We want to share a short note on our thoughts.
With the coronavirus now above the fold of every national newspaper, the complacency that’s dominated markets over recent months is finally being challenged. This is also evident in the sharp ETF outflows – over the last 3 days, some $16bn has been pulled from the SPY and nearly $3bn from the HYG (both records). As we wrote yesterday, a decent chunk of the market is sufficiently oversold, but it takes more time to chip away at sentiment. With some evidence above that the latter is starting to materialize, what’s important from here is how the market absorbs (what in all likelihood will be) worse news flow (e.g., Microsoft warning, POTUS press conference, etc). We wrote in yesterday’s work that our best guess is the market is about 80% of the way there to finding a tradeable low. That still seems fair, with major S&P support in the 3050 neighborhood.
While bond yields and Oil didn’t bite with the market’s rally attempt yesterday, there are some notable areas of strength elsewhere. Emerging Markets have actually been an outperformer of late (particularly KWEB and ASHR), the Healthcare sector (equal weight) is making multi-year relative highs, and while they’re correcting with the broader market the Homebuilders are doing so from a strong technical position (we’re buyers of this weakness).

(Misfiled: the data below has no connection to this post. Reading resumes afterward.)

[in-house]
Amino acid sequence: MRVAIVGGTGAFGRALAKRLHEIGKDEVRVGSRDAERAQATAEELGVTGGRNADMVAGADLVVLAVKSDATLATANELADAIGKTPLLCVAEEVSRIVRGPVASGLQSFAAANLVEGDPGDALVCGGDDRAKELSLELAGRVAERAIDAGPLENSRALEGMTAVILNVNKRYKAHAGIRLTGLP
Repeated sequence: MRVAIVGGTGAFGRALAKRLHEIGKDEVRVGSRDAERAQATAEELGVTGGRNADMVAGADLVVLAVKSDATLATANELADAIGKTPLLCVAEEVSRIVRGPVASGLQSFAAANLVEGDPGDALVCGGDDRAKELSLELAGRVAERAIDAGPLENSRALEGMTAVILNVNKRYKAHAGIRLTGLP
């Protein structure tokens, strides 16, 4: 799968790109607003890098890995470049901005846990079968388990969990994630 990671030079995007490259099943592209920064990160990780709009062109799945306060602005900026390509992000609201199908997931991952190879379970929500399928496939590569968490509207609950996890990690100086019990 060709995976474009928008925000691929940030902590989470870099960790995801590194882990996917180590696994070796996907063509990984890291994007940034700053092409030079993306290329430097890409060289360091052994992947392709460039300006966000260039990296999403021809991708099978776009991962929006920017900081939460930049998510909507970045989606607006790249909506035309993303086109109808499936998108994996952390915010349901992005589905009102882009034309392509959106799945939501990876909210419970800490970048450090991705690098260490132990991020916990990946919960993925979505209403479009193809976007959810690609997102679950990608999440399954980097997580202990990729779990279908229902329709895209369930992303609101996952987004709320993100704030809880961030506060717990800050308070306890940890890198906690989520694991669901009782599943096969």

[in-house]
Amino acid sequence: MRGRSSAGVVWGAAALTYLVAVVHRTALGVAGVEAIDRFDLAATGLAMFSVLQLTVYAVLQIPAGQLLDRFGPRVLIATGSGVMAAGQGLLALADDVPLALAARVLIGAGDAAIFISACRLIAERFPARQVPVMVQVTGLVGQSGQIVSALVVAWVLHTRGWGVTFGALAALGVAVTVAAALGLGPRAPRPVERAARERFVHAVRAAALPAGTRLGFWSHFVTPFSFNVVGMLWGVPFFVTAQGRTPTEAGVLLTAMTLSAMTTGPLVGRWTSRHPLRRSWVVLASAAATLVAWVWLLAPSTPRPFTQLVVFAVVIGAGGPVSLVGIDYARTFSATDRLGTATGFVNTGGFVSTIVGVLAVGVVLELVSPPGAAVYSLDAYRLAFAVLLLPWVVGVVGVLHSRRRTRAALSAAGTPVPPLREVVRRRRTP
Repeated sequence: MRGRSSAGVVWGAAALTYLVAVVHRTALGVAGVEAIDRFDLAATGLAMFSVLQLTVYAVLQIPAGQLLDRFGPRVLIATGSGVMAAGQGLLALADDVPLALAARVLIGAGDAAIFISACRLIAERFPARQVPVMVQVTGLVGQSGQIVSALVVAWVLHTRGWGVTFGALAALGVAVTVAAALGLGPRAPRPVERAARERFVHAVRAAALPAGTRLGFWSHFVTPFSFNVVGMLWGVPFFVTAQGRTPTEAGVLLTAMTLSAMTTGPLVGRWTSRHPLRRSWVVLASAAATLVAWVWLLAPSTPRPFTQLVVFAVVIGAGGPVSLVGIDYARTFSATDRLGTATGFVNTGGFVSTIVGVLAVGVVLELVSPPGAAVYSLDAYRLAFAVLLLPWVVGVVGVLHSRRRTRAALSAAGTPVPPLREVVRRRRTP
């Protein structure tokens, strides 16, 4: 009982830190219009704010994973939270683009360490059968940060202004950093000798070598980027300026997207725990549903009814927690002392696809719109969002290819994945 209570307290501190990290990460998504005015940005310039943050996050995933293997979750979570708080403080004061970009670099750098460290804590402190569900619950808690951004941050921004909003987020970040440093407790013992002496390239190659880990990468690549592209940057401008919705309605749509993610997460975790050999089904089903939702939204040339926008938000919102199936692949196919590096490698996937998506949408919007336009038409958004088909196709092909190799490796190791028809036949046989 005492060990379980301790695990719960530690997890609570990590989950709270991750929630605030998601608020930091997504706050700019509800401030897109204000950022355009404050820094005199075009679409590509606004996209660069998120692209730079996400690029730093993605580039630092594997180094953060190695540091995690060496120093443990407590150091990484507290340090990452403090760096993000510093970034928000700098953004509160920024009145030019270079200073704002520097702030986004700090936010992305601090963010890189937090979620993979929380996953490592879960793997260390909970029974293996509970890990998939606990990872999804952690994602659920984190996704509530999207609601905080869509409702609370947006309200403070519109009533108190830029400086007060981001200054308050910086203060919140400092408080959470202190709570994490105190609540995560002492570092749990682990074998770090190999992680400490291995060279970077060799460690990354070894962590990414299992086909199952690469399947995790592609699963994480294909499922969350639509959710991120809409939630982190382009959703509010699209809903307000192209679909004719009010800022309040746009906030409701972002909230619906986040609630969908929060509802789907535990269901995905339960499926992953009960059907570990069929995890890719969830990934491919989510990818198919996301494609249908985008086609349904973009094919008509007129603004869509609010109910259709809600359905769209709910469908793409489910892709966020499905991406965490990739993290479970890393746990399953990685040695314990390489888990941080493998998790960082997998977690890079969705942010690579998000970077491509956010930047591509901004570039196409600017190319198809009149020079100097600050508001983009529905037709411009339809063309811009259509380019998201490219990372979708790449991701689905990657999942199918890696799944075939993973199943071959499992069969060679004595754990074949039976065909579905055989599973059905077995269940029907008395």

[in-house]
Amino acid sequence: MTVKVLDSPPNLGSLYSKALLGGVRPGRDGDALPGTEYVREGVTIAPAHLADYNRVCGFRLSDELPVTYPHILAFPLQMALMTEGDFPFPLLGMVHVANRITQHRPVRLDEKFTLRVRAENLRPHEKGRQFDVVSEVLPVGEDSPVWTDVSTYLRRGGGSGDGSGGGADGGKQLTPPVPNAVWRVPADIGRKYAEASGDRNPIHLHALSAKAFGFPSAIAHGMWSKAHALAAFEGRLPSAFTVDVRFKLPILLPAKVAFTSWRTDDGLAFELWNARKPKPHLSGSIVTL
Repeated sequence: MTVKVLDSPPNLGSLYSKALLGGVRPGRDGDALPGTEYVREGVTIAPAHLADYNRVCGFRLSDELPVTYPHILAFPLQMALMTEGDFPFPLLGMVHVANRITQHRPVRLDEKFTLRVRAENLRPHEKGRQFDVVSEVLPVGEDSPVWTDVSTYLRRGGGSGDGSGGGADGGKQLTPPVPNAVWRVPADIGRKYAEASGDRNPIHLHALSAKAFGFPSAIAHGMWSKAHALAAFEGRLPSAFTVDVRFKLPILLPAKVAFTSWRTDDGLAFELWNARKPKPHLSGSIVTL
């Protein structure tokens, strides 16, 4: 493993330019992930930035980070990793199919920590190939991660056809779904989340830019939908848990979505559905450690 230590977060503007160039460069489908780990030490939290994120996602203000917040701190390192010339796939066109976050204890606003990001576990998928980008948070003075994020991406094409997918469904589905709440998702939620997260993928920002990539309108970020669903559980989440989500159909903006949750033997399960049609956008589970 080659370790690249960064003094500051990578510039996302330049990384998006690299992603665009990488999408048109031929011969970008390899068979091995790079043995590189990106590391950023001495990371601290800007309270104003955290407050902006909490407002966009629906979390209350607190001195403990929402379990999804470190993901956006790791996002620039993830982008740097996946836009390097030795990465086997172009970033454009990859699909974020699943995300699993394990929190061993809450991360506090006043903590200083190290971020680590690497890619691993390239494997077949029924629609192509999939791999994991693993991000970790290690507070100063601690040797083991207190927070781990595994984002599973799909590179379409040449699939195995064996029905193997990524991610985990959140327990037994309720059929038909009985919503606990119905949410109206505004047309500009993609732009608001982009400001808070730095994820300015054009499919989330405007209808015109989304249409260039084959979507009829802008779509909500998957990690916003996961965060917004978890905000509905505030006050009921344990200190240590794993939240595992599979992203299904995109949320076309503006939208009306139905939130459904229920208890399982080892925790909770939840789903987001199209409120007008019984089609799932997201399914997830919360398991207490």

The sharp rally in safe haven credit and concomitant selloff in global equities is sure indication that a panic rotation is afoot. This is not to suggest it has not been warranted, but in periods of heightened uncertainty we are compelled to return to first principles. With that in mind, then we are inclined to navigate developments with three qualifications in mind:
- We know what we don’t know: the virological elements of coronavirus are well beyond our capacity to predict.
- While not always unconditionally supported among the political class, governments generally offer proportional responses to exogenous events, and…
- …individuals will generally, though not universally, exercise an abundance of caution.
Through this prism we would offer four observations:
- We have likely not seen the worst of the human impact from the spread of coronavirus. We anticipate the number of confirmed cases (and, sadly, the number of deaths) reported to grow both in volume and in geographic dispersion; the bond market is discounting this now.
- In the aggregate, 1Q’20 economic and corporate data are likely to be disappointing; the equity market selloff reflects this shift in consensus.
- Additional monetary policy accommodation – generally a demand-side salve – is unlikely to provide much assistance (i.e. within their mandate the Fed’s response is proportional).
- Ironically, nationalist economic policies may help to both mitigate the longer-term fundamental drag (softer growth, weaker profits) and, support a sharp recovery when – and only when – the global consensus agrees the risk presented by the virus have abated.
Investors will be positioning ahead of this:
- We continue to believe the building blocks are in place for a late-cycle recovery to develop this year, but…
- For investors focusing on intermediate-to-longer-term outcomes, our base case will look very wrong in the short-term.
- We are acutely focused on the need for business investment to rebound sooner than later. Should the c-suite remain unmotivated to engage capital in profit maximizing endeavors, we fear the natural properties of economic gravity may take hold sooner than we thought.
Lastly, we have attached a number of reports that we think will provide perspective. If you would like to discuss any of this material, please email or call us.
Time to Fear the Corona Virus
Crisis and Events
Staying the Course